Discrimination and Harassment
Discrimination and harassment claims often increase in a down economy. Learn the proper techniques for conducing proper workplace harassment investigations, providing sexual harassment training, and more to reduce claims of employment discrimination and preventing sexual harassment in the workplace.
Q. We have several 16-year-old girls working as servers in our restaurant. One worker’s mother told us about alleged harassment. Can we rely on our training for our defense?
An Asian couple is suing the owner of a Queens Hooters restaurant after they discovered the word “Chinx” printed in the customer ID field of their take-out receipt.
Not every employee is cut out for management. Someone who was a true asset as a skilled worker may be a bust after being promoted. If that happens in your organization, exercise patience before terminating.
Good news for employers that use a formal process to invite employees to apply for promotions. Employees who don’t follow that process—instead merely telling their boss that they want to be considered—can’t successfully sue if they’re not promoted.
Fry’s Electronics, which operates 17 stores in California, will pay $2.3 million to settle sexual harassment and retaliation complaints arising from incidents at a store in Washington. On a per-claimant basis, the case resulted in one of the largest settlements the EEOC has ever negotiated.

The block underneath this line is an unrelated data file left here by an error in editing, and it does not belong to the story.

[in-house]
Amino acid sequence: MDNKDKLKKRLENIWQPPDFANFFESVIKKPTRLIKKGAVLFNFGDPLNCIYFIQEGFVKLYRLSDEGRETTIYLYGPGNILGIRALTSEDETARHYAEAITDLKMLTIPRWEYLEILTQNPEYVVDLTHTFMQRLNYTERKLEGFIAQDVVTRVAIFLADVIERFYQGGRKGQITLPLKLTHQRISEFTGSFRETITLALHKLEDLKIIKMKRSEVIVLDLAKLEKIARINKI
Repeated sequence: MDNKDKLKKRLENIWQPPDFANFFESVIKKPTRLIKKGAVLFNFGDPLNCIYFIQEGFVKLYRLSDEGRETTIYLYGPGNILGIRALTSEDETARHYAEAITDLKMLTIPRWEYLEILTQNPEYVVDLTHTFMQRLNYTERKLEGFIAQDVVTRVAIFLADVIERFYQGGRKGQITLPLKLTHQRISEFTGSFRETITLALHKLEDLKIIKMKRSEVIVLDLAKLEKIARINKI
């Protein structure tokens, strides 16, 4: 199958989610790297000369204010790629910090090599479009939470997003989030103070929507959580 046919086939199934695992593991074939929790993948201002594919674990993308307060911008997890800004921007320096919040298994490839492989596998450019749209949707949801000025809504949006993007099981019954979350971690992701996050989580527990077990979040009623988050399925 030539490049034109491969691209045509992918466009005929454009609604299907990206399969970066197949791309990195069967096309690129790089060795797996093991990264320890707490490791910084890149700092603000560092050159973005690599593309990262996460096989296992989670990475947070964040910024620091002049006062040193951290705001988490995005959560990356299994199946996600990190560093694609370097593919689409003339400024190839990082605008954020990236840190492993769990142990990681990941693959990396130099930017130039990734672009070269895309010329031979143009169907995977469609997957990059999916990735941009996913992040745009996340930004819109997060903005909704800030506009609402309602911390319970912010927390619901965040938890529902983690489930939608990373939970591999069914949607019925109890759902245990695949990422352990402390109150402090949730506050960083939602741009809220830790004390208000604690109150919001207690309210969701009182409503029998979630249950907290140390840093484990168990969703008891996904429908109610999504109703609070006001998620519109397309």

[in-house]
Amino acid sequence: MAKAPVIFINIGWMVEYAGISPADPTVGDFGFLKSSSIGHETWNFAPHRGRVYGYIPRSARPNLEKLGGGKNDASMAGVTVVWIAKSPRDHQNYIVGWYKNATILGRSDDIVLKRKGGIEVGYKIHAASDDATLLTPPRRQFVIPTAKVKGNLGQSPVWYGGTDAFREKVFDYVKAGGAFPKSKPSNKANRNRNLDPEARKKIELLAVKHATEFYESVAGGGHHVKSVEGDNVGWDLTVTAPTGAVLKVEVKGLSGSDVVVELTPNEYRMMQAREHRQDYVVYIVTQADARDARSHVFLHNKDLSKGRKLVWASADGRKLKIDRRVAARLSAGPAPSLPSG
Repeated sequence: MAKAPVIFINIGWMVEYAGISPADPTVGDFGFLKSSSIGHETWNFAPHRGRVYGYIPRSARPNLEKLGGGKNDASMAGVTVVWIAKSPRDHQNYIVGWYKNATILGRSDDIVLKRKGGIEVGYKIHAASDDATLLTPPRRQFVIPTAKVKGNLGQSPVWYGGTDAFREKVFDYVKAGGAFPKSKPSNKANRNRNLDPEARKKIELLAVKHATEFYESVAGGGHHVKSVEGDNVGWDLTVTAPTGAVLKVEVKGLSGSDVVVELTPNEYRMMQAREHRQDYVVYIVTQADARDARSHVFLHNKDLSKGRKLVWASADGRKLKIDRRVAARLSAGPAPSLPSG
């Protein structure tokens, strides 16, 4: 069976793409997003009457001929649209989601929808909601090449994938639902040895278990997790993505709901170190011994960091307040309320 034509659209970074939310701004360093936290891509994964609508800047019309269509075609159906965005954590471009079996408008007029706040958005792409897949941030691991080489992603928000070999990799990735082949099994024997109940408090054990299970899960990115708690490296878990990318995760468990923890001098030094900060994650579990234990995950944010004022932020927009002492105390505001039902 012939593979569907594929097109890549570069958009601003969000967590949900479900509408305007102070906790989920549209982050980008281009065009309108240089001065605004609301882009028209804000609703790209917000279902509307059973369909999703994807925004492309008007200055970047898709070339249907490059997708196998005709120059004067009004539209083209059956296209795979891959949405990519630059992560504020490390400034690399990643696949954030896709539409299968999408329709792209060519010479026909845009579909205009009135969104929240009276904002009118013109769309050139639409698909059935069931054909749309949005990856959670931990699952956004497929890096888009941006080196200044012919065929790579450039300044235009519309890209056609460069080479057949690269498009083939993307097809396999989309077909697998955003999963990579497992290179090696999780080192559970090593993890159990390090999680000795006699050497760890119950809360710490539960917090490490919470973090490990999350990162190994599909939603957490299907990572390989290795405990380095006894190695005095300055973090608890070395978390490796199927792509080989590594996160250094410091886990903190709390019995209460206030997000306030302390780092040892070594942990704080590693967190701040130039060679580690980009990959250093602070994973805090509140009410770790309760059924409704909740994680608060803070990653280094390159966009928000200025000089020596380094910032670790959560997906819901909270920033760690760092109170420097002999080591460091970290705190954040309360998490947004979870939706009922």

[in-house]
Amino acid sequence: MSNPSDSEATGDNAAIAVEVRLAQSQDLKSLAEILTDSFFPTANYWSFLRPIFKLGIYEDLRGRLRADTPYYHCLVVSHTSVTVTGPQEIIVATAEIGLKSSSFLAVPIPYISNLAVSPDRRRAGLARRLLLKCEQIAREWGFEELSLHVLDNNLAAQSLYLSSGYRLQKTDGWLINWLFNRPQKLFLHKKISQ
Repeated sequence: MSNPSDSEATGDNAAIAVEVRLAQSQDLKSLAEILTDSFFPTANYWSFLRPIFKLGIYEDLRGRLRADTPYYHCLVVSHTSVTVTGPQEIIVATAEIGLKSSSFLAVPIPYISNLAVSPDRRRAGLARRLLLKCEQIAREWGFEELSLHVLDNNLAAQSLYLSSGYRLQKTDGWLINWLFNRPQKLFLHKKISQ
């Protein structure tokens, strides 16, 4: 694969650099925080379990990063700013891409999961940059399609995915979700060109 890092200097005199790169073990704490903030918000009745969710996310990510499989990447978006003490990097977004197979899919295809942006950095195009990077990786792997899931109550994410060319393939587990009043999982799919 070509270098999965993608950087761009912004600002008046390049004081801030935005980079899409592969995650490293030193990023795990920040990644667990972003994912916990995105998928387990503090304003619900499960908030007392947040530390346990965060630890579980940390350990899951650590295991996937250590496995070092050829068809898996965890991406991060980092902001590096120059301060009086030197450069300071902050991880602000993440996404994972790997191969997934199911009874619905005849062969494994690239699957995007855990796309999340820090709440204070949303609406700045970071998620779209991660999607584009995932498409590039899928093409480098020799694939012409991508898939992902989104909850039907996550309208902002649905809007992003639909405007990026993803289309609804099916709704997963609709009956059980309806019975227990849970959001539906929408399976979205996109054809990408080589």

Here’s how to win termination lawsuits: Back up your decisions with solid business reasons for the discharge—especially if you had to let people go to reduce labor costs or otherwise survive financial hardship.
A new fact sheet from the EEOC clarifies that Title VII and the ADA “may apply to employment situations involving applicants and employees who experience domestic or dating violence, sexual assault, or stalking.” You may need to update your anti-bias and anti-harassment training.
Your best defense to a failure-to-promote claim is proof that you posted the job but the employee never applied. But how do you prove that? With a policy that requires posting all internal openings and also requires employees to express their interest by actually applying ...
While you should certainly discourage workplace comments that could be misconstrued as hostile, don’t panic if you learn an insensitive supervisor said something stupid. Unless the remarks were out-and-out racist, chances are they won’t be the basis for a hostile environment racial harassment lawsuit.
If New York employers want to shorten the time frame in which former employees can file lawsuits, they can do so by including a clause to that effect in their employment applications. However, that may apply only to New York state claims, not federal ones.